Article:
Sunday, May 27, 2018


O God, nations have come into Your inheritance, the altar of Your sacredness they have defiled, they have made Jerusalem for rubble.
(Psalms 79:1)

In the Jewish tradition, the “nations” represent negative traits and trends derived from an egocentric approach to live, what we frequently call “ego’s fantasies and illusions” that defile what is good in all, for goodness is the sacredness that dwells in us we call Jerusalem.

In contrast, Israel is the nation that represents the positive qualities in human consciousness destined to be guided by goodness forever.

King David laments the permanent fight among good and evil, for goodness is the natural, logical and obvious choice to live in its total freedom as the inheritance God created for all to enjoy eternally.

Their blood [the righteous] they have shed like water around Jerusalem. There was no one to bury them. (79:3)

The nations are denounced again as the persecutors and tormentors of the ethical values and principles that guide us to live in, with, by, and for goodness. The latter are the righteous leaders of the people that bear the responsibility of showing us the ways and attributes needed to make goodness lead all aspects and expressions of life.

We see that the righteous’ life force that is goodness is spilled by the nations that pursue the destruction of Jerusalem as the highest level of consciousness in which only goodness rules.

“Happy those who dwell in Your house, yet they praise You forever. (84:4)

This is one of the most profound verses in the book of Psalms, yet its literal meaning reveals something quite obvious. If we live permanently with our Creator, we are destined to praise Him for this privilege.

The verse suggests that a happy heart is the precondition to approach God, for if we want to be, have or do something, we must begin to embrace it as part of us. Besides, we already know and anticipate that being with our Creator happens to be the most indescribable experience of all.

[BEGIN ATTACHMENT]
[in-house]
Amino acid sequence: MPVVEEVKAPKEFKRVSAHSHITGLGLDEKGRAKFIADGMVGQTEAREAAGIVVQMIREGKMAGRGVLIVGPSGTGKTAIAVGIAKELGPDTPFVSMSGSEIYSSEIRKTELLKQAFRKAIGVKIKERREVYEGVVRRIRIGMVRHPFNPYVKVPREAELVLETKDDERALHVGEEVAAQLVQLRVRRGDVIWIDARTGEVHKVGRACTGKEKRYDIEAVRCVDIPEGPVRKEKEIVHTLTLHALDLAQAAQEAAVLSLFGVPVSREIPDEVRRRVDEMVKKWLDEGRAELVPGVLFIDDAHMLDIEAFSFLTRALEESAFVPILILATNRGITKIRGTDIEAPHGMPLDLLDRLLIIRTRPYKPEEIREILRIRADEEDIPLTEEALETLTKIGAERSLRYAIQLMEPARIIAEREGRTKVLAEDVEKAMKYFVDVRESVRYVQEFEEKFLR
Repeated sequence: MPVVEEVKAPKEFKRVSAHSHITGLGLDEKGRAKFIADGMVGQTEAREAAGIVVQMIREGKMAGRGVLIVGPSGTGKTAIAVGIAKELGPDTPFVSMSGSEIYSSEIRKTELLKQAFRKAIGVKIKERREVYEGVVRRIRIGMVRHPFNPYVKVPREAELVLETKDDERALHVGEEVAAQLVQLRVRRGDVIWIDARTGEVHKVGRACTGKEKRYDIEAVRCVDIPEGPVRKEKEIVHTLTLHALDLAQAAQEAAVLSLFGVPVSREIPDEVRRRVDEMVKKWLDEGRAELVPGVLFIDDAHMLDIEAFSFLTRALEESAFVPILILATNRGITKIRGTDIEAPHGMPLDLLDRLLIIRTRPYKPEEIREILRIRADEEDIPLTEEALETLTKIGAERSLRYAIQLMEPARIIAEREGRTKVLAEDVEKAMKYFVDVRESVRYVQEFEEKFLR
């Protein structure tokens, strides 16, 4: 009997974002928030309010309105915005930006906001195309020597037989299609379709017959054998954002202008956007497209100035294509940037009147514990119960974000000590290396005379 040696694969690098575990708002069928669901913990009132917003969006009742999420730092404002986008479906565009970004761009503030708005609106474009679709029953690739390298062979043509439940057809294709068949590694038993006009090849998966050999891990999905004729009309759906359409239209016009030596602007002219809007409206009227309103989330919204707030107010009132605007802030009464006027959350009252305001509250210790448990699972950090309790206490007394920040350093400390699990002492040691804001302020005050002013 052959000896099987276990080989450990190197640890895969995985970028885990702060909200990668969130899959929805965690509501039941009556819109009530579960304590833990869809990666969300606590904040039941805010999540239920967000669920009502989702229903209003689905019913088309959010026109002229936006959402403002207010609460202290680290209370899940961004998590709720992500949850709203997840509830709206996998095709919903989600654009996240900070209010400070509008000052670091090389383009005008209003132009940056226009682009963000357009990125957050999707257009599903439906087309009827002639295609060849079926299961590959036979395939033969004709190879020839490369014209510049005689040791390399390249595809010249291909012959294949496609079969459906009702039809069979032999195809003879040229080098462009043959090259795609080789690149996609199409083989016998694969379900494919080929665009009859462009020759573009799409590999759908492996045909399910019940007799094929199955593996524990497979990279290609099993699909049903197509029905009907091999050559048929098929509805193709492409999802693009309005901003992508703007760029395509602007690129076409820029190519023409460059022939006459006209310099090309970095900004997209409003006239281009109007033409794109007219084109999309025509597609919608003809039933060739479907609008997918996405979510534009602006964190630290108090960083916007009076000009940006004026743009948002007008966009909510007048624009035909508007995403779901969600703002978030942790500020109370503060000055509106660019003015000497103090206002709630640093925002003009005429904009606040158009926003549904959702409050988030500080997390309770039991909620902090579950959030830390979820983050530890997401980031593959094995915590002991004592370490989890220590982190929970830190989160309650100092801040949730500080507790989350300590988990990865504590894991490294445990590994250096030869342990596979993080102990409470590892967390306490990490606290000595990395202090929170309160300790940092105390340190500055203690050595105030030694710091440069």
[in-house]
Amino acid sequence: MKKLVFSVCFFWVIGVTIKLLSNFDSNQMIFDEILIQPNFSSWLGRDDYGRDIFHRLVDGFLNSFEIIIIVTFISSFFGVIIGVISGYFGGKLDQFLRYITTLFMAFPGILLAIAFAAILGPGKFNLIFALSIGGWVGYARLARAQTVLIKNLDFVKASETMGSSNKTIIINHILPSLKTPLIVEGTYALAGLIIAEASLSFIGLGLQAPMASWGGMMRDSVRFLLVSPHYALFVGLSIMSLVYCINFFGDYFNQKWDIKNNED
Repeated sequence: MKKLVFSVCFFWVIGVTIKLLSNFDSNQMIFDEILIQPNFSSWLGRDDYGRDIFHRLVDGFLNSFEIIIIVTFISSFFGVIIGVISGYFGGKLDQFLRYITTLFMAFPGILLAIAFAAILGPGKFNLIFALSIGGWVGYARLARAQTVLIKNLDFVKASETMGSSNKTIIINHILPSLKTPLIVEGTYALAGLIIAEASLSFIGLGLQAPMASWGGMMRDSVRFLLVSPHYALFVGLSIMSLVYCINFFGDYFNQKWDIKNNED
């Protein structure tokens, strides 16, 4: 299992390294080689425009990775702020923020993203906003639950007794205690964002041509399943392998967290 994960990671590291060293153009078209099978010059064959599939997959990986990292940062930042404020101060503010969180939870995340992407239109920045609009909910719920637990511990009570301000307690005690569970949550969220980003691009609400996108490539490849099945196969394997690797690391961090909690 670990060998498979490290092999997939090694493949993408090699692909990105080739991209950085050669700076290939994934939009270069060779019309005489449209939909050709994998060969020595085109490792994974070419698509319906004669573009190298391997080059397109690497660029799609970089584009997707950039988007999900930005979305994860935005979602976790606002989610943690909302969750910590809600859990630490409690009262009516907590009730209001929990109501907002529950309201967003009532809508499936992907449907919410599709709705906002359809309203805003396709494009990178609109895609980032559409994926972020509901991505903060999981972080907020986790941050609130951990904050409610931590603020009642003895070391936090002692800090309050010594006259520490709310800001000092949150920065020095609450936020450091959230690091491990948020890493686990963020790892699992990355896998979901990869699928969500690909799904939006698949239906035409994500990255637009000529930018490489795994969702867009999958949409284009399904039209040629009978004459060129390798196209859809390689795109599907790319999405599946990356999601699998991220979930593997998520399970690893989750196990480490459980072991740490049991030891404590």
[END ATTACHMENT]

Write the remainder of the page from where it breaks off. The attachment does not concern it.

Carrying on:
The verse may also indicate that those who dwell in the Temple of Jerusalem, the house of God, have been traditionally by divine decree the Levites who also guard it, and care for what the priests needed for their daily service.

Our Jewish tradition tells us that part of the Levites’ service in the Temple included singing praises to honor, exalt and celebrate God’s presence in His house.

We realize that living in goodness as God’s chosen dwelling in human consciousness is the cause and effect of total freedom, for in goodness we are completely free.

They have gone from strength into strength, the Almighty God shall appear in Zion. (84:7)

This verse relates to the journey we make to Jerusalem as the destination of hearts and souls seeking to bond with the eternal goodness of God’s love. We ascend to Zion by gaining the strength that adds to strength, that only goodness provides.

The more goodness we do, the better we become to manifest higher expressions of goodness the Creator will reveal when He appears to us in Zion as the eternal time and space where we bond with Him, as He has promised.

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From the Book's Foreword

Let's reexamine our ancestral memory, intellect, feelings, emotions and passions. Let's wake them up to our true Essence. Let us engage in the delightful awareness of Love as the Essence of G-d. The way this book is written is to reaffirm and reiterate its purpose, so it presents its message and content in a recurrent way. This is exactly its purpose, to restate the same Truth originally proclaimed by our Holy Scriptures, Prophets and Sages. Our purpose is to firmly enthrone G-d's Love in all dimensions of our consciousness, and by doing it we will fulfill His Promise that He may dwell with us on Earth forever. Let's discover together the hidden message of our ancient Scriptures and Sages. In that journey, let's realize Love as our Divine Essence, what we call in this book the revealed Light of Redemption in the Messianic era.